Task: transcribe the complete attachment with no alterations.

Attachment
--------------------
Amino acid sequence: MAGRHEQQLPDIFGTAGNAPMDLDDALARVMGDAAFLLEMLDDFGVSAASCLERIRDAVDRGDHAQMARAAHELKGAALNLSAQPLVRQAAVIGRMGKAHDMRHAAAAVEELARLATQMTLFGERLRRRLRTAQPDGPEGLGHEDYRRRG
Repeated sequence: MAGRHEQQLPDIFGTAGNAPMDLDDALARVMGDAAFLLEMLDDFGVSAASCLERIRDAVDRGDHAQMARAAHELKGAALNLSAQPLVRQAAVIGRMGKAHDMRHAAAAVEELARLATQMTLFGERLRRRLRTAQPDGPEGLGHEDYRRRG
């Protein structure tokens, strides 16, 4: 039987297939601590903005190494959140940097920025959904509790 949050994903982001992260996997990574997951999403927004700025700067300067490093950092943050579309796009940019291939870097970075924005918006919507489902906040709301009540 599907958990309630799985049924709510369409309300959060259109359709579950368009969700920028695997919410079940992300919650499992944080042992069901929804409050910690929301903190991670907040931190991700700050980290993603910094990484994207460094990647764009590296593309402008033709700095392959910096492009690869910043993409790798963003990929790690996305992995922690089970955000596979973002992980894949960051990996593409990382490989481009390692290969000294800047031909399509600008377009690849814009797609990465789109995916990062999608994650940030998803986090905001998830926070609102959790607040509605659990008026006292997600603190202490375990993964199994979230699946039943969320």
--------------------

Amino acid sequence: MAGRHEQQLPDIFGTAGNAPMDLDDALARVMGDAAFLLEMLDDFGVSAASCLERIRDAVDRGDHAQMARAAHELKGAALNLSAQPLVRQAAVIGRMGKAHDMRHAAAAVEELARLATQMTLFGERLRRRLRTAQPDGPEGLGHEDYRRRG
Repeated sequence: MAGRHEQQLPDIFGTAGNAPMDLDDALARVMGDAAFLLEMLDDFGVSAASCLERIRDAVDRGDHAQMARAAHELKGAALNLSAQPLVRQAAVIGRMGKAHDMRHAAAAVEELARLATQMTLFGERLRRRLRTAQPDGPEGLGHEDYRRRG
């Protein structure tokens, strides 16, 4: 039987297939601590903005190494959140940097920025959904509790 949050994903982001992260996997990574997951999403927004700025700067300067490093950092943050579309796009940019291939870097970075924005918006919507489902906040709301009540 599907958990309630799985049924709510369409309300959060259109359709579950368009969700920028695997919410079940992300919650499992944080042992069901929804409050910690929301903190991670907040931190991700700050980290993603910094990484994207460094990647764009590296593309402008033709700095392959910096492009690869910043993409790798963003990929790690996305992995922690089970955000596979973002992980894949960051990996593409990382490989481009390692290969000294800047031909399509600008377009690849814009797609990465789109995916990062999608994650940030998803986090905001998830926070609102959790607040509605659990008026006292997600603190202490375990993964199994979230699946039943969320």